Increasing

Context Notes

2020 was challenging due to COVID and we had to reduce our daily population.

Our Sustainable Development Goals

SOURCE: Self-reported by organization

Learn more about Sustainable Development Goals.

Goals & Strategy

SOURCE: Self-reported by organization

Learn about the organization's key goals, strategies, capabilities, and progress.

Charting impact

Four powerful questions that require reflection about what really matters - results.

For our Consumers: Each individual will be empowered to achieve their highest level of recovery and optimal quality of life.

For our Organization: Foster innovative and sustainable approaches to streamline a network of support systems that bridges the gap between individuals, recovery, and peer services.

For our Community: Help create a community where all individuals are treated with respect, dignity, and are fully included in all aspects of social life.

The SHARE Center sees people who are at various places in their process of recovery from poor mental health and homelessness. Our strategy is to 1) make sure basic needs are being met. We offer meals, hygiene supplies, a safe and supportive environment, clothing, blankets, and other basic necessities. 2) Identify and address barriers. These include transportation, lack of ID, and unresolved issues with mental health and addiction. 3) Work towards stabilizing income and housing. Our Employment and Benefits Coach, Certified Peer Supports, and Recovery Coaches work with hard-to-employ individuals to find appropriate employment and/or navigate the system of benefits. We have a Street Outreach Team that works towards ensuring we are making every effort to reach out to various people and communities regardless of race, ethnicity, income, employment, sexual orientation, gender identity, abilities, or any other demographics.

As a drop-in facility, we are required to have 100% of our staff and board be current consumers of mental health services. Many of our staff members are former consumers of the SHARE Center. This allows us to have a unique perspective that ensures we are creating a non-judgmental, supportive, empathy-based environment. We have a dedicated staff that is trained in Mental Health CPR, CPR, trauma, de-escalation techniques, overdose assistance, and equity, diversity, and inclusion.

We also participate and lead several community collaborative efforts including the Homeless Coalition of Calhoun County, Hunger-Free Calhoun, the statewide ID Task Force, and the Housing Solutions Board. The gives us a perspective that allows us to identify and solve problems on a systemic level.

Finally, the SHARE Center is an active member of the Michigan Coalition Against Homelessness. Each year, we participate in their annual Legislative Action Day where we engage with our elected officials to educate them on important issues that impact our consumers.

The SHARE Center is a small organization with a big impact. In the last two years, we have increased our donor list and donations by over 200%. This has allowed us to grow the organization and add new programs that benefit our consumers. For example, two years ago, we added a Community Garden that gives our consumers the opportunity to engage in a therapeutic and educational activity. We have established new partnerships in the community that have produced a computer lab, a library, yoga classes, art classes, and other enrichment activities. We have also expanded our meal service to ensure that there is access to a healthy breakfast, lunch, and dinner seven days a week. More recently, we have been able to continue safely operating during COVID. Our staff and most or our consumers have been vaccinated and we are returning to normal operations.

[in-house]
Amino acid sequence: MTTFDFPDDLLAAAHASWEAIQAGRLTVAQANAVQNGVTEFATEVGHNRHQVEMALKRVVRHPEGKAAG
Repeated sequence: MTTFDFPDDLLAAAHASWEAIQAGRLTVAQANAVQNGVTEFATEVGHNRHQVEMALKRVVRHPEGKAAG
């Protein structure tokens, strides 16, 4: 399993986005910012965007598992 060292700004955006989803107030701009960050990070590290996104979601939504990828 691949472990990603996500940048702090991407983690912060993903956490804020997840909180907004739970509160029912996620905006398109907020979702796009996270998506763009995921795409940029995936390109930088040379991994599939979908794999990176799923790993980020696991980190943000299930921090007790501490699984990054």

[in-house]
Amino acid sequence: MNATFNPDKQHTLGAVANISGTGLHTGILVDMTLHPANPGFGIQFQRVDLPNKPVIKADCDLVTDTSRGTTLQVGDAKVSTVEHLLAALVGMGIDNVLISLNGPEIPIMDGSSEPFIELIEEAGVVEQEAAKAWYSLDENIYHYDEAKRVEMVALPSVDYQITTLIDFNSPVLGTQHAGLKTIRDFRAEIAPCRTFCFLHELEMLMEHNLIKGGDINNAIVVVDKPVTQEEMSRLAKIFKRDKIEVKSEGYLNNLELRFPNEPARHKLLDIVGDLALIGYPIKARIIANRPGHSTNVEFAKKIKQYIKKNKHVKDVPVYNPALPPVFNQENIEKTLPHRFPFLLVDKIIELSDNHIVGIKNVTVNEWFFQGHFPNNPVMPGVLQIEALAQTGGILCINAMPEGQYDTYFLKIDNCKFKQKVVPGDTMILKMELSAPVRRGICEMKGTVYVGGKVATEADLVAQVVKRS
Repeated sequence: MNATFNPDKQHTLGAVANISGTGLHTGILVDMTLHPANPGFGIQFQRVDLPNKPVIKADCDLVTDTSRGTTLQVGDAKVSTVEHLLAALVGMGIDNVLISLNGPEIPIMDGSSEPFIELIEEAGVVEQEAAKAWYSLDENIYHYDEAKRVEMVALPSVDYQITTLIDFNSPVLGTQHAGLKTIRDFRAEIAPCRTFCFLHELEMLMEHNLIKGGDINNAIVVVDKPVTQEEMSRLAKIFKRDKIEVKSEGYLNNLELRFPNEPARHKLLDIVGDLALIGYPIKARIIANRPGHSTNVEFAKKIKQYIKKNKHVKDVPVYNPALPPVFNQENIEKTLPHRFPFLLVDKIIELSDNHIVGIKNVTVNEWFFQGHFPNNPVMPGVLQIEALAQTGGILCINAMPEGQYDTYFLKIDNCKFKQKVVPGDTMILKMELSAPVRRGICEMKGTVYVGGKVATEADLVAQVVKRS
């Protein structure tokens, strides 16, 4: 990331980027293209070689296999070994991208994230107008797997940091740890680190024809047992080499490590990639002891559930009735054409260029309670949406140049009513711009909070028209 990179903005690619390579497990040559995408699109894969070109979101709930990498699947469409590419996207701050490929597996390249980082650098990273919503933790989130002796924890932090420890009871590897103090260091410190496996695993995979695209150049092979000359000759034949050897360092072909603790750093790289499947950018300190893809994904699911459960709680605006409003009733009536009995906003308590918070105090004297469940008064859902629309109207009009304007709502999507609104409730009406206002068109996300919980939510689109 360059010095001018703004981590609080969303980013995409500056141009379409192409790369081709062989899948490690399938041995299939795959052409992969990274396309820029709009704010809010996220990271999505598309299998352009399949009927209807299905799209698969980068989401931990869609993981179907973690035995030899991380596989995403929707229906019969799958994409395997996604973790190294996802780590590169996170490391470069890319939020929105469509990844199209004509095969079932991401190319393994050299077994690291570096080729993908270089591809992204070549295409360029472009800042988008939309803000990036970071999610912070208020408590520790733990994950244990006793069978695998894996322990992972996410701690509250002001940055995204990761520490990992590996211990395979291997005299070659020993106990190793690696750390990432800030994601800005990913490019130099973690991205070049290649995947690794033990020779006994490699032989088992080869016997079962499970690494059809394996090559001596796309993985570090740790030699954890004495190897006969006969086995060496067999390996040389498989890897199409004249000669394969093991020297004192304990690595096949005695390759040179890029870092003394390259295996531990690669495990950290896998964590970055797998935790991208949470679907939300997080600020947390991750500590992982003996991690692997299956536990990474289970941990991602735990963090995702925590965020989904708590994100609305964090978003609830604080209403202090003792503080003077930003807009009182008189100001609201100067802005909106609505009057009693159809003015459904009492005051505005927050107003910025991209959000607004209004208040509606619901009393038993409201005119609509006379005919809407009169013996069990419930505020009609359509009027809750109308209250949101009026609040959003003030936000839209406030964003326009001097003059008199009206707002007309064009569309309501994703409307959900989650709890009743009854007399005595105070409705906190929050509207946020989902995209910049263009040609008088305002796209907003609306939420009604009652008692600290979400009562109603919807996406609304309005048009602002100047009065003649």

How we listen

SOURCE: Self-reported by organization

Seeking feedback from people served makes programs more responsive and effective. Here’s how this organization is listening.

done We shared information about our current feedback practices.
  • Who are the people you serve with your mission?

    We serve people who are experiencing issues with mental health, addiction, food insecurity, and homelessness.

  • How is your organization collecting feedback from the people you serve?

    Paper surveys, Focus groups or interviews (by phone or in person), Case management notes, Community meetings/Town halls,

  • How is your organization using feedback from the people you serve?

    To identify and remedy poor client service experiences, To identify bright spots and enhance positive service experiences, To inform the development of new programs/projects, To identify where we are less inclusive or equitable across demographic groups, To strengthen relationships with the people we serve, To understand people's needs and how we can help them achieve their goals,

  • What significant change resulted from feedback?

    We started a wish list for our consumers to list the items they needed the most. At the top was backpacks and duffle bags, so we went out and secured 25 of each. We also heard from people that our signing in process for meals was somewhat intrusive. We have to collect demographic data for our funders, but we figured out a way to collect demographic data simply by asking their name.

  • With whom is the organization sharing feedback?

    The people we serve, Our staff, Our board, Our funders, Our community partners,

  • How has asking for feedback from the people you serve changed your relationship?